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Demonstration and optimisation of a Field Reversed Configuration (FRC) plasmoid for injection into a High-Energy Density Electromechanical Thruster based on Stabilised Liner Compression for a UK Fusion Rocket propulsion program

  • Full or part time
  • Application Deadline
    Applications accepted all year round
  • Self-Funded PhD Students Only
    Self-Funded PhD Students Only

Project Description

Introduction to the project
This project aims to investigate an aspect of a potential spacecraft propulsion system which could enable future manned exploration of the solar system. A “High-Energy Density Electromechanical Thruster based on Stabilized Liner Compression of Plasma” was proposed by researchers from the USA at the International Electric Propulsion Conference in 2017 [1]. The technology requires the creation of a FRC plasmoid, which is injected into the main propulsion system and compressed by a rotating liner to Fusion conditions. An FRC is a type of compact toroid (a doughnut shaped plasma with no material structure (i.e. magnet coils) at its centre).

The generation, manipulation, characterisation and optimisation of the FRC plasmoid is a significant aspect of the overall system and understanding this in detail is a prime objective of this PhD.

Aims of the project
• Understand the working principles and physics of FRC plasmoid creation and optimisation.
• Build up Kingston University facilities and demonstrate the creation of a FRC plasmoid.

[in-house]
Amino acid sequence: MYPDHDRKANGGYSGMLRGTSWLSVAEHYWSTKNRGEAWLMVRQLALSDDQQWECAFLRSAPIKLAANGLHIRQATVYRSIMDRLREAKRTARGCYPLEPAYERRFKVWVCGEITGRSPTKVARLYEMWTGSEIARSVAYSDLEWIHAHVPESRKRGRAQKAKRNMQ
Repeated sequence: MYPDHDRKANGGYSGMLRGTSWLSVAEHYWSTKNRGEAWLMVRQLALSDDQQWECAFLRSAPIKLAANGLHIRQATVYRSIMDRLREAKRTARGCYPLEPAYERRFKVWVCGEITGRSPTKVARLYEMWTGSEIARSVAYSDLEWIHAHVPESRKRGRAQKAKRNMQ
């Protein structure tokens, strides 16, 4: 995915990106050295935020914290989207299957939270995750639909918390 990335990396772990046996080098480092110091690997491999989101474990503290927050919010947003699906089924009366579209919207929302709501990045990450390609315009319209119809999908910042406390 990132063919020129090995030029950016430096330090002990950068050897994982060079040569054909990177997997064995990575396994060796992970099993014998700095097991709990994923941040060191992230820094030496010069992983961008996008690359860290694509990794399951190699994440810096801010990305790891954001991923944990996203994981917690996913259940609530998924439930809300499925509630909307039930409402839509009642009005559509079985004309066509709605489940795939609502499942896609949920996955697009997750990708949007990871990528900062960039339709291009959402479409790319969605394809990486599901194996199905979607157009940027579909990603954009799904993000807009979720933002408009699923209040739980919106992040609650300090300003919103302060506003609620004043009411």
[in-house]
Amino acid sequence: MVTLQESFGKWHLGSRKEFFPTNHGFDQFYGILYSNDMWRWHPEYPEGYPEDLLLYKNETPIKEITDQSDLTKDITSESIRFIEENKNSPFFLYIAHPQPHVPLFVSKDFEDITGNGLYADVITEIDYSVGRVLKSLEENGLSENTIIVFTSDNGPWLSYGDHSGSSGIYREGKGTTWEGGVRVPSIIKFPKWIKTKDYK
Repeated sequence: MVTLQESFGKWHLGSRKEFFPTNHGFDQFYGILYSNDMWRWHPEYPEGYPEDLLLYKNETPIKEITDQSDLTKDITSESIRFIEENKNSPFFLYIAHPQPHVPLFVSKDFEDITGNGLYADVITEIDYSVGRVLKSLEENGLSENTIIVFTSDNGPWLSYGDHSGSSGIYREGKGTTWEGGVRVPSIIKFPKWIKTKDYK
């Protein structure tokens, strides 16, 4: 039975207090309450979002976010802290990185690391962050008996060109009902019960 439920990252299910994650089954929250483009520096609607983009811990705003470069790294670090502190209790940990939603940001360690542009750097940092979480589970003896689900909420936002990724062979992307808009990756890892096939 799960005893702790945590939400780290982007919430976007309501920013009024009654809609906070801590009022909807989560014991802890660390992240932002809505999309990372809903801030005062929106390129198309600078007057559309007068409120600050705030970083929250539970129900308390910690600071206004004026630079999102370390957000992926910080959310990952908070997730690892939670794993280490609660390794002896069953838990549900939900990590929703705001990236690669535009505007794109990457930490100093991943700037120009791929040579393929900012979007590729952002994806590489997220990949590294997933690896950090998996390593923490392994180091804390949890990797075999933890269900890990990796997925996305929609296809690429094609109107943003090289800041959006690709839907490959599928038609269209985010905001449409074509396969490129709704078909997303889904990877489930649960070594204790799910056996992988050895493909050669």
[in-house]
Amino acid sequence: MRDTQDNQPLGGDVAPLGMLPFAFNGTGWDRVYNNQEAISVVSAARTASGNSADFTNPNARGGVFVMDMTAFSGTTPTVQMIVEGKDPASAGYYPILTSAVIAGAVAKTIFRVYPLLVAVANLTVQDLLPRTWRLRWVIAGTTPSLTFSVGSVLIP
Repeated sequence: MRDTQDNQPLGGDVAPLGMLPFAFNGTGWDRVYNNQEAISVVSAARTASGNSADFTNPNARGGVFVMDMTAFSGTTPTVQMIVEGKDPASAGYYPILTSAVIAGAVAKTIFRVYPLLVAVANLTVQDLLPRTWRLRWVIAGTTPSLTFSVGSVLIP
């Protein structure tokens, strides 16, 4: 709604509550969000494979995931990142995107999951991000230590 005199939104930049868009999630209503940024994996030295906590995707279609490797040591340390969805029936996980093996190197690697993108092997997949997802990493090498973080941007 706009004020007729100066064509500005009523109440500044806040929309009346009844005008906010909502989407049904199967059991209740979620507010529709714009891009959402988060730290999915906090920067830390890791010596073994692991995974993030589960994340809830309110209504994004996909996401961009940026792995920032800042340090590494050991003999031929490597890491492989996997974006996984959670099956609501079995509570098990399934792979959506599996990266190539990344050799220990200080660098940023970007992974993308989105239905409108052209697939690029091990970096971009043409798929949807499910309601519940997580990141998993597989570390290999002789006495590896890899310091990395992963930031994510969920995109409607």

• Optimise a FRC plasmoid for liner compression.
• Optimise the FRC plasmoid generator design for spacecraft applications.
• Support research bid and funding work for all aspects of the UK Fusion Rocket program.

Information about the candidate
The candidate should be self-motivated, determined and be able to show a quality of perseverance. There will be a significant amount of self-learning involved and the candidate should show they have the confidence to reach out and network with other academics internationally to achieve the project’s aims.

The candidate must have a keen interest in space propulsion technologies, having completed a postgraduate degree in a relevant field and achieved a minimum of an upper second class degree (i.e. 2:1). Experience with FRC plasma generation, plasma physics, mega gauss magnetic fields, electric propulsion and technology would be advantageous.

A significant aspect to this PhD will be the writing of research proposals to win external funding for facilities. Experience and demonstration of writing research bids that have won funding would be advantageous.

Information about supervisory team
The first supervisor will be Dr Peter Shaw who has spent seven years in academia studying electric propulsion systems for microsatellites and five years in industry building microsatellites and their propulsion systems.

Funding Notes

There is no funding for this project

References

[1] Turchi P.J., Frese S.D., Frese M.H., “High-Energy Density Electromechanical Thruster Based on Stabilized Liner Compression of Plasma”, 35th IEPC, Georgia Institute of Technology, Atlanta, Georgia, USA, October 8th -12th, 2017

How good is research at Kingston University in General Engineering?

FTE Category A staff submitted: 14.00

Research output data provided by the Research Excellence Framework (REF)

Click here to see the results for all UK universities

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